Against a backdrop of international flare-ups, presidential politics and questions over the longevity of America’s robust economy, thousands of retailers, tech experts, suppliers, consultants and media will converge on Manhattan’s Jacob K. Javits Convention Center Jan. 11 to 14 for the National Retail Federation’s Vision 2020 “Big Show” annual convention and trade expo.
It’s the biggest retail industry conclave of the year, with an expected attendance of about 40,000, or roughly 2,000 more than last year’s event. Regarding the number of chief executive officers keynoting or in panel discussions, the level of participation is as wide as it’s ever been.
What retailers need most entering 2020, in the mind of NRF president and ceo Matthew Shay, is “some predictability about the future and clarity over policies on trade.” With that, retailers can plan and invest in their businesses with confidence, leading to company growth, wage growth and greater consumption, he said. “Those things don’t happen in a climate of uncertainty.”
“We work so hard to communicate to the administration the need to get U.S., Canada, Mexico and China trade agreements done,” Shay said. “Last year, we did get some clarity on the U.S., Canada and Mexico agreement. Hopefully it will be finally wrapped up soon.” That, plus the U.S. and China last month agreeing on a “phase one” trade deal reducing U.S. tariffs while increasing Chinese purchases of American goods and addressing issues over China’s intellectual property practices “are very positive things for the economy,” Shay said.
Both consumers and the economy are in a good place and the industry mood is bright in the aftermath of a healthy holiday season for most retailers. “We feel there’s momentum that will carry [retailers] into 2020.” Still, some forecasts suggest this year won’t be as robust as 2019. “Things could slow down a bit,” Shay said. The NRF will issue its 2020 sales forecast within two months.
Also, questions loom over when the economic expansion will end and to what degree retailers will continue to downsize. “Among the thousands of retail companies out there, there are 15 that account for 75 percent of the recent closures,” Shay said. The issue of store closings is “not systemic. It’s really unique to a pretty small minority of companies” dealing with their own financial or operational issues.
Consumer privacy, data security, consumers embracing channel-agnostic retailing, the rise of women in retail management and sustainability are also important topics to be discussed.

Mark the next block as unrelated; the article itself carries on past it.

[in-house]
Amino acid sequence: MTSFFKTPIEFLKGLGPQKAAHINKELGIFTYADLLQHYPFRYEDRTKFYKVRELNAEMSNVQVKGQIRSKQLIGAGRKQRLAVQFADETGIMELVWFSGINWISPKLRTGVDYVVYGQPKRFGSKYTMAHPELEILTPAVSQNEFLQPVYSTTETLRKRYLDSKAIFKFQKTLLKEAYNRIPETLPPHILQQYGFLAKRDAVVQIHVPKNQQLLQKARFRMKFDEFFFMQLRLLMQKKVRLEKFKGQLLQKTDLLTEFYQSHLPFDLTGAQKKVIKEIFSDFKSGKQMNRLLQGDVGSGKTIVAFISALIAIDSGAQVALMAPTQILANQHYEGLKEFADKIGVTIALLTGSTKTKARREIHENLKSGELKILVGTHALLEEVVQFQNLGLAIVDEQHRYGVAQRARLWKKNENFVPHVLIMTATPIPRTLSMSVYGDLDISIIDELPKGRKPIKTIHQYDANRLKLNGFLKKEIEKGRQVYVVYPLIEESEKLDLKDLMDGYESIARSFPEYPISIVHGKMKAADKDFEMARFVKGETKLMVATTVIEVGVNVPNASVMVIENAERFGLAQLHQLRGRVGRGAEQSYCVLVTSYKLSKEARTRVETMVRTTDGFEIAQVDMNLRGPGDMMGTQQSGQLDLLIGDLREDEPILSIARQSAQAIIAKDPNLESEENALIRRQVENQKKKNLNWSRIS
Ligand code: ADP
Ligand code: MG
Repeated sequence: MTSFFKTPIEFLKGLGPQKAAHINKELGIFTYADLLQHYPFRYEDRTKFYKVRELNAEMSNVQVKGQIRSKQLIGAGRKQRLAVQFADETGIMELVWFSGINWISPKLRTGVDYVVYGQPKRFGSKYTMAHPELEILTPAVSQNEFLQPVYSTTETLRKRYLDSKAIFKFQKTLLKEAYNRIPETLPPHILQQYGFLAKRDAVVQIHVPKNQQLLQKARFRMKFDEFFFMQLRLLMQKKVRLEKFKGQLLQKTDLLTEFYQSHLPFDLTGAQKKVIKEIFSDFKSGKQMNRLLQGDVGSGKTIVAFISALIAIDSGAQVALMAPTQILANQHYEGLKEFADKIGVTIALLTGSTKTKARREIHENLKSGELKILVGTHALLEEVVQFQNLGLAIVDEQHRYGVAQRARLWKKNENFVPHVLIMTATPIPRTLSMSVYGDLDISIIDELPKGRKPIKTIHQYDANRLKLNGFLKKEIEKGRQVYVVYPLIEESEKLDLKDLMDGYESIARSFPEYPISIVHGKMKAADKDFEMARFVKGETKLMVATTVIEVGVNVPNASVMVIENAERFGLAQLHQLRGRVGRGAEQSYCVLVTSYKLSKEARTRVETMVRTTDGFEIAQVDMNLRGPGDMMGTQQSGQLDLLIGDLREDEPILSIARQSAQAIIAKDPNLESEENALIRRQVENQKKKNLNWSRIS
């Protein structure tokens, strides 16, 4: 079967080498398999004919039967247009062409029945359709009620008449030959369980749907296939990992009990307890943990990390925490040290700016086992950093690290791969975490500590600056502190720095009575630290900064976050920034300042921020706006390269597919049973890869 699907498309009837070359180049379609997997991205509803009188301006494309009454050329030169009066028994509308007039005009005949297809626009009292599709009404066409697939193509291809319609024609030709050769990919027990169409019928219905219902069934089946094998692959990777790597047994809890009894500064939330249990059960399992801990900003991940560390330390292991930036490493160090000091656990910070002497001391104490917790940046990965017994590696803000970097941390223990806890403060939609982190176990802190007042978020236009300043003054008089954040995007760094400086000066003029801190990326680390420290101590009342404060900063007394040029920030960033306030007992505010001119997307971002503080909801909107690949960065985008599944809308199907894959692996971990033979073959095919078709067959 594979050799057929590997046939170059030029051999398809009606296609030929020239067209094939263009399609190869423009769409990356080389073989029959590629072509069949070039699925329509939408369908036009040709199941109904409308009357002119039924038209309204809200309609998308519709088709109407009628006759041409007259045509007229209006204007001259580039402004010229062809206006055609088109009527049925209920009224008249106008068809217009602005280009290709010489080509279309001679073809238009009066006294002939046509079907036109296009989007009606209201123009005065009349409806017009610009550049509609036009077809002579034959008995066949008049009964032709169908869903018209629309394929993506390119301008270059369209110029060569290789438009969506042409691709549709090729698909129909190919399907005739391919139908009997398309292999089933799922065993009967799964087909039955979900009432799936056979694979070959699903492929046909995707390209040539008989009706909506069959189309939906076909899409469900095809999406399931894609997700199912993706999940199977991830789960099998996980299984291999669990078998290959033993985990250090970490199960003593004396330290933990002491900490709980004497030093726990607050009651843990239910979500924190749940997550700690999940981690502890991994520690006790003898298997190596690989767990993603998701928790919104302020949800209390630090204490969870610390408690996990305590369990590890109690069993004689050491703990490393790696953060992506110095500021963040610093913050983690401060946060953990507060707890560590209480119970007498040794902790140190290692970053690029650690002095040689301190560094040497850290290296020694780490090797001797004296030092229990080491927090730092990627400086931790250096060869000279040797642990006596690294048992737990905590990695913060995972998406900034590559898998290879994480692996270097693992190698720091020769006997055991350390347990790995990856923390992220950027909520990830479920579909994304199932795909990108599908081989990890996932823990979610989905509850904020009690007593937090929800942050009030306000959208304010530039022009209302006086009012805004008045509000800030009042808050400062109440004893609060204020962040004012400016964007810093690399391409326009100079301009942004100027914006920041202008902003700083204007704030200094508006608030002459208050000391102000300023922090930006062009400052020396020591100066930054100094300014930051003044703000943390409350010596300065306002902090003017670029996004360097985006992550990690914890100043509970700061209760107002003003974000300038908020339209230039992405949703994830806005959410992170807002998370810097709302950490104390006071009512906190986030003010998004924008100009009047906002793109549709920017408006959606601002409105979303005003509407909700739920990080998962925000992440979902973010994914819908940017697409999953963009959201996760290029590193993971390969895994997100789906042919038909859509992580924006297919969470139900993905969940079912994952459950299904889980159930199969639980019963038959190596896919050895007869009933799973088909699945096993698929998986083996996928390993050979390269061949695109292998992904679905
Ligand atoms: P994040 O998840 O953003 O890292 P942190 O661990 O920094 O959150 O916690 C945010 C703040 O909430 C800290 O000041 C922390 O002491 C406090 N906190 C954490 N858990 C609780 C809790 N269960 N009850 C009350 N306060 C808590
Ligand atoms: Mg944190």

Regarding the presidential election as a distraction to shopping, “The economy will have more of an impact on the election than the election will have on the economy,” Shay said.
The big crowd at NRF’s Big Show
Jason Dixson Photography
At the convention, Shay said 100 countries will be represented, more than 16,000 retailers and 1,000 members of the press will show up, and there will be nearly 1,000 exhibitors. Four-hundred speakers will participate in 200-plus sessions. “We take over the entirety of the convention center,” Shay said. “There’s nothing else anywhere that comes close to this kind of convening of retail leaders.”
NRF has assembled an impressive list of retail ceo’s as keynoters or for panels, including Michelle Gass of Kohl’s; Helena Foulkes of the Hudson’s Bay Co.; Kevin Johnson of Starbucks; Marvin Ellison of Lowes; Corie Barry of Best Buy; John Furner of Walmart U.S.; Neal Montgomery of Crate & Barrel; Mindy Grossman of WW International, and Satya Nadella of Microsoft. Also speaking will be Erik Nordstrom, copresident of Nordstrom Inc.; Paul Ryan, former speaker of the U.S. House of Representatives, and Gwyneth Paltrow, actress and Goop founder.
One of the big draws is the Innovation Lab. It’s bigger than last year and offers more to learn about artificial intelligence, augmented reality, machine learning, facial recognition, data analytics and robotics. There’s also an expanded “start-up zone” showcasing technologies from new companies.
The expo floor, Shay acknowledged, can be “a bit intimidating” given its expansive terrain of retail technologies and services. But this year “we’re offering a series of curated expo tours based on your area of interest.” The NRF has also evolved its store tour program because of the city’s new developments like Hudson Yards and host of new anchor stores and retail flagships.
“Almost five years ago, there was a question of whether the retail industry would survive,” Shay said. “That is no longer a question.”